Friday, December 21, 2012

The downside to the college bubble

Posted By on Fri, Dec 21, 2012 at 3:52 PM

The College Blog is a partnership between City Newspaper and Rochester Institute of Technology Assistant Professor Dr. HindaMandell. Each week City will post blog posts from several of Mandell's journalism students, who will write about what concerns Rochester-area college students, both on and off campus.

As RIT students know, the campus itself is like its own little community. Everything that students need is all within the 1,300 acres that make up the campus.

"I think that we're in this little college bubble," said second-year student Caitlin Hoey.

With more than 20 dining locations, and shops ranging from an electronic store to a hair salon, students have access to everything that they could ever need.

The only thing that's lacking at RIT? The chance to get off campus regularly.

As someone who grew up in Washington state, a place where it was not only easy but common to take the bus 25 miles from Everett to Seattle, I've become accustomed to good public transportation. When I came to RIT, I was expecting public transportation to be equal to that of New York City's public transportation. Boy, was I wrong.

Twice have I taken a bus from RIT to Barnes and Noble in Henrietta (a 45-second commute) in which the bus driver stopped the bus so he could take a "15-minute break." Both times this little "break" turned into more than 20 minutes, sitting in a cold bus, with about 30 other people fiddling their thumbs.

"I appreciate that RIT has a free public transportation system, however there were many times I had to call friends or walk to get home because it was more convenient for me than the bus," said former RIT student Brittany Burke. "The reason I never moved off campus was because of lack of transportation to and from campus at all hours."

This lack of transportation is common for RIT students, especially younger students who may not have access to a car on campus.

"I don't get off campus very often," said Colleen Cambier, a freshman at RIT. "When I do I usually just get rides from friends or [sorority] sisters or my boyfriend."

Cambier said that she usually doesn't take the bus when she does go off campus.

"It's not always on time and the schedule is very confusing," she added.

RIT may have everything that a student could ever need right within its bubble, but college students can't - and shouldn't - stay in that bubble forever.

"I can't tell you how many times I have been to Jo-Ann Fabric, the mall, and Wegmans. Not because I needed anything, but because I needed an escape from RIT's campus," said Burke. "Sometimes you need to get away from that [campus] environment."

Photo by Jake Jones

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Gimme pizza: considering the student diet

Posted By on Fri, Dec 21, 2012 at 3:43 PM

The College Blog is a partnership between City Newspaper and Rochester Institute of Technology Assistant Professor Dr. Hinda Mandell. Each week City will post blogs from several of Mandell’s journalism students, who will write about what concerns Rochester-area college students, both on and off campus.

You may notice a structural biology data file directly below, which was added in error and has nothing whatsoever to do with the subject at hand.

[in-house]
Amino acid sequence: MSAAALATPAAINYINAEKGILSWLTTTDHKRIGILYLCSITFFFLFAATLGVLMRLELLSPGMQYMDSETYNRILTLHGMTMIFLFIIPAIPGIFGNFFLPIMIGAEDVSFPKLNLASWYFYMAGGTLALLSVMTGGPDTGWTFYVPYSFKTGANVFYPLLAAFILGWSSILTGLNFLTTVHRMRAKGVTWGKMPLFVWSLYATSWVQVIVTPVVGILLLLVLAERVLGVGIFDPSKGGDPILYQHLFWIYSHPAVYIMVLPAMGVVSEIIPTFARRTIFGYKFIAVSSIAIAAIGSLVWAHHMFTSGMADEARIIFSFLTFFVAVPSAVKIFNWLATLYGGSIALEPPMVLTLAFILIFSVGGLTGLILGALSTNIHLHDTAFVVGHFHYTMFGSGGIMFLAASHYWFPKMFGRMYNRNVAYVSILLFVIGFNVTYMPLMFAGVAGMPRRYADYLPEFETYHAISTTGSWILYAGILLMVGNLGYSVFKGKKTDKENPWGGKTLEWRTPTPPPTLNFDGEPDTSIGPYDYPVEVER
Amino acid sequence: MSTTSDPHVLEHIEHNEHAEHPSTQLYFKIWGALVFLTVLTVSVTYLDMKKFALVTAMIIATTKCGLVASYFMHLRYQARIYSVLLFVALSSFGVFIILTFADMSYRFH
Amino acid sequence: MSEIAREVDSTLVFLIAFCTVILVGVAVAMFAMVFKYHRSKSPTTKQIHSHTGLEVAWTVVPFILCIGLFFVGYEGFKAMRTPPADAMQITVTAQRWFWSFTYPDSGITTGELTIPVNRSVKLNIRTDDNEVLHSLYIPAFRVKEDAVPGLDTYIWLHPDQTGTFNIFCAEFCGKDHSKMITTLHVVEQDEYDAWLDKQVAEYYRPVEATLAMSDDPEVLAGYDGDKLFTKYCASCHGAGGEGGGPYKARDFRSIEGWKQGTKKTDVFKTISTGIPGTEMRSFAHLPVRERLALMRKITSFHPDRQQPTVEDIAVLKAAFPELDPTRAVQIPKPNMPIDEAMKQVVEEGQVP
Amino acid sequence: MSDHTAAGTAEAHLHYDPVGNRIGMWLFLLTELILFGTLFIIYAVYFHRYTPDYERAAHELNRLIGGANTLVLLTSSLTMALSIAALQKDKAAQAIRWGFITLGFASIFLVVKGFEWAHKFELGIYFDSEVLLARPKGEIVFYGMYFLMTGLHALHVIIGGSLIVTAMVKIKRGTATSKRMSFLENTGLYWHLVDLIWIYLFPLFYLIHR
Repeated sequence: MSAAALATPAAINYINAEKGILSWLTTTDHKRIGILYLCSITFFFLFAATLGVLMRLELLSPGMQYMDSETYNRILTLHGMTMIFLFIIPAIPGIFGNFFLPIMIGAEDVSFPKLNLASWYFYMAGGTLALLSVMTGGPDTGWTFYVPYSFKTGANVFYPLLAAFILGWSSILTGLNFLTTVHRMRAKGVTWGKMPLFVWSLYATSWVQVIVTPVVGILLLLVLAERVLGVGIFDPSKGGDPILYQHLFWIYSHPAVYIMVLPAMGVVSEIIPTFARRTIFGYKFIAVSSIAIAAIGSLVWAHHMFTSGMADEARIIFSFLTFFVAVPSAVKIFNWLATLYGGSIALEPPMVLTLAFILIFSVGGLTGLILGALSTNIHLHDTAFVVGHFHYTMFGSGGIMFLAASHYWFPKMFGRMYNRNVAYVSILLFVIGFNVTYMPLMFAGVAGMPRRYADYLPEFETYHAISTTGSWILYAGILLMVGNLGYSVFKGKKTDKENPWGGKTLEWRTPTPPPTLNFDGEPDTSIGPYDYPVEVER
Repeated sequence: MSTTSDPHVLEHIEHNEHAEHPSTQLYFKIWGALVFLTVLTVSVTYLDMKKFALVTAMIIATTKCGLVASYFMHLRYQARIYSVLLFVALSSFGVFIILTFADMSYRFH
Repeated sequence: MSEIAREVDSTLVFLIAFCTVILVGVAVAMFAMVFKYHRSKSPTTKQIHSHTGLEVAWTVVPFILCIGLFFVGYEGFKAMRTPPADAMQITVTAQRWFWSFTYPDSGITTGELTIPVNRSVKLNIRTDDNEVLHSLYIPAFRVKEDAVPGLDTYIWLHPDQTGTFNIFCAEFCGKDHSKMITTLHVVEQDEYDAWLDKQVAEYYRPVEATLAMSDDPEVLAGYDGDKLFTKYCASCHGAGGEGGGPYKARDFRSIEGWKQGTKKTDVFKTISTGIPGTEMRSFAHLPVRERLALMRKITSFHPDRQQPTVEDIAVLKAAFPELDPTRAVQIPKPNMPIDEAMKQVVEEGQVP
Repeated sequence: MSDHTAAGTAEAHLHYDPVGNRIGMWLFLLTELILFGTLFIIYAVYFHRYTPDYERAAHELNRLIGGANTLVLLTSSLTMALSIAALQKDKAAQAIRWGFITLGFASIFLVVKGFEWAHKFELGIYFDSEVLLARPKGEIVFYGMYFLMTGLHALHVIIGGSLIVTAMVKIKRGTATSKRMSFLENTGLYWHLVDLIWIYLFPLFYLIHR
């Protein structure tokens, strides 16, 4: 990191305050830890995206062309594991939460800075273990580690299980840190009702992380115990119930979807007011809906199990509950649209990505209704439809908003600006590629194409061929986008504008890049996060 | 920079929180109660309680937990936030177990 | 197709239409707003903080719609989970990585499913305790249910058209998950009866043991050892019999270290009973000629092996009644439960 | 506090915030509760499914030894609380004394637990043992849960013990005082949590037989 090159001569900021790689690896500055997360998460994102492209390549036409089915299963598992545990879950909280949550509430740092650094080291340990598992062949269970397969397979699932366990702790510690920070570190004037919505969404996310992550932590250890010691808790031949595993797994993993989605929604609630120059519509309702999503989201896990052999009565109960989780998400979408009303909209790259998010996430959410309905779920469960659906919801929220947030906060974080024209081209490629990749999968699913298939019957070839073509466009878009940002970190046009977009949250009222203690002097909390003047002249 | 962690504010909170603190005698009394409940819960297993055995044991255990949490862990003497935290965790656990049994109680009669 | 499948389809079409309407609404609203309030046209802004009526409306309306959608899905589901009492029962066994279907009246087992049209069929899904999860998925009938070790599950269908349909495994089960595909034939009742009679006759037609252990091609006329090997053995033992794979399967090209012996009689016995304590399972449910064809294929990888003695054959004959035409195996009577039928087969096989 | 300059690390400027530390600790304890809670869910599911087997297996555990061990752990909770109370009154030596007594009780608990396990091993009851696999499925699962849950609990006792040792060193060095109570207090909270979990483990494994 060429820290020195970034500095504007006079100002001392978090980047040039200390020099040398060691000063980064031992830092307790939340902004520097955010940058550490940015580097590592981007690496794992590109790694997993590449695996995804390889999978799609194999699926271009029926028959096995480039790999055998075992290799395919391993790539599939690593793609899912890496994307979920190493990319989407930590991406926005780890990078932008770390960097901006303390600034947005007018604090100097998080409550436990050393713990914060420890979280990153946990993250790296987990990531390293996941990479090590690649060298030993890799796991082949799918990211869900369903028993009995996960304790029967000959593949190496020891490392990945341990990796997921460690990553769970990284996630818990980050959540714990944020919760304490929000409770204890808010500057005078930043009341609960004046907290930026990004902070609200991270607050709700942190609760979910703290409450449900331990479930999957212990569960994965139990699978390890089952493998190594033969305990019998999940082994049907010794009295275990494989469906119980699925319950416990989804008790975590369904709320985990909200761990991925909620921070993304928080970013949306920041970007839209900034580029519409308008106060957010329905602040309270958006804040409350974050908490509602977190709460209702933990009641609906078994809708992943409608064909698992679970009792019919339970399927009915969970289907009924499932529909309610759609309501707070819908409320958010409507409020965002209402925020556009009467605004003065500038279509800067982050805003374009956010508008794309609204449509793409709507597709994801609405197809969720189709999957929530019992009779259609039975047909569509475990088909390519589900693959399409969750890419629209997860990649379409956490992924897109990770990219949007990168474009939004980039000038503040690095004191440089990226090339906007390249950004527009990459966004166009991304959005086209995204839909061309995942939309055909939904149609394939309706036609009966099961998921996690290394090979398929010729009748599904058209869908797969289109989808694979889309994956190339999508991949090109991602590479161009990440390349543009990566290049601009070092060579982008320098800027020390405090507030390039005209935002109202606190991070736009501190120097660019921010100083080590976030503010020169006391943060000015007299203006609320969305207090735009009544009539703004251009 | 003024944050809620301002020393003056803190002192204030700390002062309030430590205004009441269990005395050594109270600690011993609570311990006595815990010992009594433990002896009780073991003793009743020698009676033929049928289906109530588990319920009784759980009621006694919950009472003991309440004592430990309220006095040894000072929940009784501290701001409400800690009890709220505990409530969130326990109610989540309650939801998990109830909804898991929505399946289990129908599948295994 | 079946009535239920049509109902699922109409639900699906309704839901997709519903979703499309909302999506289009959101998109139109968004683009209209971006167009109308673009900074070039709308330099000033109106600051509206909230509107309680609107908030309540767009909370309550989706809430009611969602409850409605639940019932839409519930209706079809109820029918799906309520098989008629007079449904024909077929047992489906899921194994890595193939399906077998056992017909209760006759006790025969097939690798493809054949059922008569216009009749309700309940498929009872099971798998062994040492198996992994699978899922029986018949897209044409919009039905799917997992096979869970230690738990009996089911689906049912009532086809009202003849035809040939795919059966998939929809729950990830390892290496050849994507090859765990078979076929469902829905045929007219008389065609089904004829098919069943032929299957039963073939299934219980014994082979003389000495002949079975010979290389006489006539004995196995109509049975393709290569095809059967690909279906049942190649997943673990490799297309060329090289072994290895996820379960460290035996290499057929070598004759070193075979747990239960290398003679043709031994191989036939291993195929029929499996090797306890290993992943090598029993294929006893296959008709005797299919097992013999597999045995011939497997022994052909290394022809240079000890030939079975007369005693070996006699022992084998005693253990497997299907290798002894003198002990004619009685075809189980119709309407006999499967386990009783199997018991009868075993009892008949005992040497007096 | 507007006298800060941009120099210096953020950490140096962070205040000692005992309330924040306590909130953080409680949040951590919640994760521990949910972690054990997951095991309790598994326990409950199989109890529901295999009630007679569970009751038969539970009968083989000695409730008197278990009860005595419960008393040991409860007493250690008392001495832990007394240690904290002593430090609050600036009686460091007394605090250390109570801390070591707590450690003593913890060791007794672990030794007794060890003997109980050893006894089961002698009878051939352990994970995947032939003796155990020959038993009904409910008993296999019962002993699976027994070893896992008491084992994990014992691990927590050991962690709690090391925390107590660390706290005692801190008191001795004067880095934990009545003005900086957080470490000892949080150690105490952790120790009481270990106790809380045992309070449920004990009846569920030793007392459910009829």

When new college students first move into their on-campus housing, one new responsibility sets in above all others: control over their diet.

No one is there to make dinner for them. No one is there to tell them they shouldn't eat pizza three times a day, or that each meal doesn't need to end with ice cream.

On top of this, students are granted a meal plan. This is essentially a large sum of money usable only at on-campus restaurants and cafeterias.

Naturally, it's not uncommon for students to go wild at first. With no voice of reason, it can be hard for a student to turn down tasty fried foods when they are presented to them. Salad or a vegetable side might be completely glanced over in favor of French fries. Or to make room in a take-out box for a stack of cookies.

All too soon, these seemingly wonderful choices come back to bite the student. And the fabled "freshman 15" is suddenly a reality, rather than a joke.

It's no fault of the colleges. As many students can testify, there are a number of healthy options. Many cafeterias are equipped with vegetarian bars and salad bars. Pasta, sandwiches, and other non-fried dishes are served. These healthier options are available - in plain sight - in the cafeteria.

And we can't blame student proclivity toward junk on a lack of food variety. The Gracie's cafeteria at RIT, the main stop for hungry freshmen on campus, has two sections that change their menu day to day. They range from Mexican cuisine and Southern comfort food, to grills and sushi bars. Options abound. But for some, it's easier to grab a couple slices of pizza and a soda than to piece together a healthier meal.

Speaking on a personal note, during my freshman year there was a point where I was eating pizza four nights a week -- sometimes more. It wasn't healthy, but it was all that was open when I got out of class at night. It was quick and convenient.

When it comes down to it, students just need to take some responsibility for their diets. They need to make time in their schedules for meals, and they need to eat more healthily.

But as time passes, most students learn how to take care of themselves and they fix their mistakes. It's part of the college experience. And it's part of growing up.

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